Yemen Security Forces Open Fire on Opposition Activists; Dozens Killed, Scores Wounded
Police have stormed a protest camp in southern Yemen where thousands are calling for the ouster of Ali Abdullah Saleh, the country's longtime president.
Saturday's raid was the latest attempt by security forces to quell growing unrest.
Protesters say police fired tear gas and live rounds in the southern port city of Aden, wounding three anti-government protesters.
Meanwhile, two prominent members of Yemen's ruling party resigned on Saturday in protest against the killing of the anti-government protesters a day before.
"I find myself compelled to submit my resignation ... after the heinous massacre in Sanaa yesterday," Nasr Taha Mustafa, head of the state news agency and a leading ruling party member, said.
While, Mohamed Saleh Qara'a, another party member, told Reuters he had quit because of the "completely unacceptable" violence.
Saleh declared on Friday a nationwide state of emergency after a violent crackdown on anti-government protests left at least 52 people dead and scores more wounded in the capital, Sanaa.
He said that the decision to impose the state of emergency was made by the country's National Security Council, but there was no immediate indication of how long it would last.
"The National Security Council announces a state of emergency across Yemen, and a curfew is set upon armed people in all Yemeni provinces. And the security forces with the army will take responsibility for stability," he said.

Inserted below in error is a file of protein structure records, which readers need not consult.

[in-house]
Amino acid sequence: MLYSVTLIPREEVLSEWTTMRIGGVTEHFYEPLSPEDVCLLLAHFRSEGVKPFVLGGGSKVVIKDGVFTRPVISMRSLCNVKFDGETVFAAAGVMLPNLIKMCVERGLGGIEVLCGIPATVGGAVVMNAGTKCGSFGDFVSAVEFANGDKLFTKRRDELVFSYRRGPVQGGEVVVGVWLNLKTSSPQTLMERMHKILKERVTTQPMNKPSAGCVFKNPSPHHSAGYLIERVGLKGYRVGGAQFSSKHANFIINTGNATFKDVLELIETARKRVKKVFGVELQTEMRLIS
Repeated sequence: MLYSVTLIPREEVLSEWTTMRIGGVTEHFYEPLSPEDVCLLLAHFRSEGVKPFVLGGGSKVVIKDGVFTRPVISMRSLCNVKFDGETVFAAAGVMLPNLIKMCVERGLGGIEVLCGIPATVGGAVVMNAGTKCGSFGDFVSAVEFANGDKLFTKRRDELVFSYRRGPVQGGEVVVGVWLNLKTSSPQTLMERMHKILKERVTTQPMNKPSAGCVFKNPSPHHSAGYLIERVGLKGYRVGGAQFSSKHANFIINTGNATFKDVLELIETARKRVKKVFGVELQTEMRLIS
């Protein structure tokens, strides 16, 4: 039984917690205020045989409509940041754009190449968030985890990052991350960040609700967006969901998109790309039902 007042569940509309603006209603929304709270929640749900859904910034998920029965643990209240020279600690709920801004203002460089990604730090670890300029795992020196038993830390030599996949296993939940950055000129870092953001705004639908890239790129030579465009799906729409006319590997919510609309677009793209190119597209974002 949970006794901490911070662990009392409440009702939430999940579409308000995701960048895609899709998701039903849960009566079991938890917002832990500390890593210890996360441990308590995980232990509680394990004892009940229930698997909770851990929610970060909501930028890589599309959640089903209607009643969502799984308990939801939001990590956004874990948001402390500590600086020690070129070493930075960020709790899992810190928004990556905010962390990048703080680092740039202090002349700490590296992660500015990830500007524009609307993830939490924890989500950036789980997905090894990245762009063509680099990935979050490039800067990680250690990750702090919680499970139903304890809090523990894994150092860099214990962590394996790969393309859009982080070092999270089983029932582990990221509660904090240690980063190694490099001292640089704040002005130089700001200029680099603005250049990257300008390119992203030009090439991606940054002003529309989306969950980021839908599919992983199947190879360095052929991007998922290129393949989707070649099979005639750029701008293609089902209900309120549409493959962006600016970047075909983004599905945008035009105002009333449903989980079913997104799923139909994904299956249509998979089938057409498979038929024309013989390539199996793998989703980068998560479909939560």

He also expressed "sorrow for what happened in the university square" on Friday.
Sources told Al Jazeera the security forces opened fire in attempts to prevent protesters from marching out of the square where they were gathered. Medical sources said the death toll was likely to rise.
The attack came as thousands gathered across the country, continuing to demand that Saleh - the country's ruler of 32 years - step down.
Al Jazeera correspondents in Sanaa reported that many protesters were shot in the head and neck; most of the injured were shot with live ammunition.
Medics at a nearby medical centre told Al Jazeera almost 200 people were injured; many were in critical condition. One medic called the attack a "massacre".
Anti-government demonstrations were also held in other cities including Taiz, Ibb, Hodeidah, Aden, and Amran following Muslim midday prayers on Friday.
Government forces have previously used live fire, rubber bullets, and tear gas on anti-regime rallies, in the government's increasingly violent crackdown on protests.
Yemen, the Arabian peninsula state neighbouring Saudi Arabia, has been hit by weeks of protests set in motion by uprisings in North Africa that toppled long-serving leaders in Tunisia and Egypt and spread to the Gulf states of Bahrain, Oman and Saudi Arabia.
Saleh has maintained a firm grip on power for over three decades and has scoffed at calls to step down, saying he will only do so when his current term of office expires in 2013.
Despite violence and threats, anti-government protesters refuse to cease demonstrating until Saleh's removal.